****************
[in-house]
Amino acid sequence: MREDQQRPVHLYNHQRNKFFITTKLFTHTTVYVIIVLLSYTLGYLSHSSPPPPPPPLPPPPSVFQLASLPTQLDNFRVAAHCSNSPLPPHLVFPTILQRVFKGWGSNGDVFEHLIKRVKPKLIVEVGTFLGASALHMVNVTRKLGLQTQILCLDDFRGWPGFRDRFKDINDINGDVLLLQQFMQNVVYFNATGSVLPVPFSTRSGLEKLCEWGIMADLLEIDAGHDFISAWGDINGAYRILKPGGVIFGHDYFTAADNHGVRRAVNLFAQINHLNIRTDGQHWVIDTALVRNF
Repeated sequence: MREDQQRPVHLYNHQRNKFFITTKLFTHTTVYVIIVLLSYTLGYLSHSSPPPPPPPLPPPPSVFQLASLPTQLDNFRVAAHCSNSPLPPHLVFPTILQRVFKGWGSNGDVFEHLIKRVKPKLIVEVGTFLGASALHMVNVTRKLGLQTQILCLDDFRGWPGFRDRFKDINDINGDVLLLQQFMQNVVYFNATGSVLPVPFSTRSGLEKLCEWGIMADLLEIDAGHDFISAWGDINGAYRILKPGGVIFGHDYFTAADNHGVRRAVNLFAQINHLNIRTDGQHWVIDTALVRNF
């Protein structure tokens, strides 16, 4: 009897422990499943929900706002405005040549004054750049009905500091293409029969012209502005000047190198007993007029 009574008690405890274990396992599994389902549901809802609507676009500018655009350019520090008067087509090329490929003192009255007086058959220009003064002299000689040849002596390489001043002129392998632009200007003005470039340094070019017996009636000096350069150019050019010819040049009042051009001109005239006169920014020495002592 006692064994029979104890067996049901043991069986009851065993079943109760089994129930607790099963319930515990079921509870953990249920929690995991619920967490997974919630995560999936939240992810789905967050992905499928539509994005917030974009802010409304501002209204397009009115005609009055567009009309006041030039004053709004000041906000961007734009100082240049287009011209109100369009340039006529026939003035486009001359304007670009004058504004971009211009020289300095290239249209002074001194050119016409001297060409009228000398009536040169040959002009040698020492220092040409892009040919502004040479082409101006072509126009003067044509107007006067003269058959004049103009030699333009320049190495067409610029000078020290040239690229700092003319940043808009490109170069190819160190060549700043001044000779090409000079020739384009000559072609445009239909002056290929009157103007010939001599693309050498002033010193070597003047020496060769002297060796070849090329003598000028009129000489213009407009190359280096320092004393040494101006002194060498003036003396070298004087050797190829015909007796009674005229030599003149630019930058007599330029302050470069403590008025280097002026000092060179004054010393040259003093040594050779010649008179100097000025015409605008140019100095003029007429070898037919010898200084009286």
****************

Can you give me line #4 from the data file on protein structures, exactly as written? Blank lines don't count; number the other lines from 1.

């Protein structure tokens, strides 16, 4: 009897422990499943929900706002405005040549004054750049009905500091293409029969012209502005000047190198007993007029 009574008690405890274990396992599994389902549901809802609507676009500018655009350019520090008067087509090329490929003192009255007086058959220009003064002299000689040849002596390489001043002129392998632009200007003005470039340094070019017996009636000096350069150019050019010819040049009042051009001109005239006169920014020495002592 006692064994029979104890067996049901043991069986009851065993079943109760089994129930607790099963319930515990079921509870953990249920929690995991619920967490997974919630995560999936939240992810789905967050992905499928539509994005917030974009802010409304501002209204397009009115005609009055567009009309006041030039004053709004000041906000961007734009100082240049287009011209109100369009340039006529026939003035486009001359304007670009004058504004971009211009020289300095290239249209002074001194050119016409001297060409009228000398009536040169040959002009040698020492220092040409892009040919502004040479082409101006072509126009003067044509107007006067003269058959004049103009030699333009320049190495067409610029000078020290040239690229700092003319940043808009490109170069190819160190060549700043001044000779090409000079020739384009000559072609445009239909002056290929009157103007010939001599693309050498002033010193070597003047020496060769002297060796070849090329003598000028009129000489213009407009190359280096320092004393040494101006002194060498003036003396070298004087050797190829015909007796009674005229030599003149630019930058007599330029302050470069403590008025280097002026000092060179004054010393040259003093040594050779010649008179100097000025015409605008140019100095003029007429070898037919010898200084009286």